Within the group of digital therapeutics, there is a special category of products that can be prescribed in Germany by doctors, dentists and psychotherapists and – since recently – are paid for by statutory health insurance companies ("GKV") ("apps on prescription"). These products are also referred to as “digital health applications” (digitale Gesundheitsanwendung “DiGA”). A prerequisite for registering a DiGA is, among other things, its classification as a low-risk medical device (Class I or IIa). In addition, the main function of the DiGA must essentially be based on digital technologies, e.g. supporting the doctor or the patient in the detection, monitoring, treatment or alleviation of diseases.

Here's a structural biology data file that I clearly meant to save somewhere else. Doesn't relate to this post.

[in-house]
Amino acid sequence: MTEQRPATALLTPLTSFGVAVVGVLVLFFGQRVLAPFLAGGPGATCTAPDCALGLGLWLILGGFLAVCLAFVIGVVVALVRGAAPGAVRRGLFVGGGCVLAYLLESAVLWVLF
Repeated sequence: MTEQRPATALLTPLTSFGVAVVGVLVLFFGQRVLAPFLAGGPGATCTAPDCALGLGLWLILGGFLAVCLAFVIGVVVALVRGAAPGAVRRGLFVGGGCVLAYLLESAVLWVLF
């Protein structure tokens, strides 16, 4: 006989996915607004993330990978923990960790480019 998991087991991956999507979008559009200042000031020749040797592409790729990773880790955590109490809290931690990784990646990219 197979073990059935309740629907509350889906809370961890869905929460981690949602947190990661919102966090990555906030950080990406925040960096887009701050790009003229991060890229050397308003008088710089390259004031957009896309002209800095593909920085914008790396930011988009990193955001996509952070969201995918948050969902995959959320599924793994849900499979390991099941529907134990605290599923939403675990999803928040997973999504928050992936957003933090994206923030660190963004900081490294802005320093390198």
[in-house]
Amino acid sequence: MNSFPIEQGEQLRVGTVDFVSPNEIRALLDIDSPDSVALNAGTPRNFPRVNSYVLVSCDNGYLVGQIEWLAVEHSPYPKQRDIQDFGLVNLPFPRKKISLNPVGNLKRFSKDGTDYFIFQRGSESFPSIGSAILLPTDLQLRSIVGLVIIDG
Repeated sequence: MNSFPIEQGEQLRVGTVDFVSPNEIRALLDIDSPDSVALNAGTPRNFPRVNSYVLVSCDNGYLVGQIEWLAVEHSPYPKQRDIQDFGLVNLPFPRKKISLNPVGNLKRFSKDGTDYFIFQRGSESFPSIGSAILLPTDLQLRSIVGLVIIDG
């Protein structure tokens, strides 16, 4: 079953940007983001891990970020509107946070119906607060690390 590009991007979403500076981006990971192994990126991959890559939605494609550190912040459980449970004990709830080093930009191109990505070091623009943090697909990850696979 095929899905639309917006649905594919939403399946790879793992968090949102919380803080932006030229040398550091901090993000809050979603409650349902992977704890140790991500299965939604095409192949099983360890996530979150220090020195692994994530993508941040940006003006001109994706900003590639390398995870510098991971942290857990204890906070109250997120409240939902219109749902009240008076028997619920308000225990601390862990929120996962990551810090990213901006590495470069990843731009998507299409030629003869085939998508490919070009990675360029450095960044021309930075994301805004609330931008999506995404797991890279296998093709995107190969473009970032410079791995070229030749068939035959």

Statutory health insurance companies bear the costs for DiGA if these have been previously checked by the Federal Office for Drugs and Medical Devices ("BfArM") and included in the list of reimbursable digital health applications ("DiGA directory"). To be listed, BfArM checks, among other things, the compliance of the product with medical device requirements according to MDR (including CE certification, security, functionality), compliance with data protection and data security requirements as well as the accessibility of the product for patients with statutory health insurance. The relevance of the product to the German health system is also decisive in the sense of a benefit, i.e., the positive effects on health care, which the manufacturer has to prove through clinical studies. Since the end of 2019 with the entry into force of the Digital Care Act ("DVG") in Germany, more than 30 digital health applications (e.g., to support depression, digital diabetes management, therapy against anxiety, digital tinnitus counselling) have already been added to the DiGA directory (provisionally or permanently) and approved for medical prescription and reimbursement by the statutory health insurance companies. This makes Germany the world leader in "apps on prescription".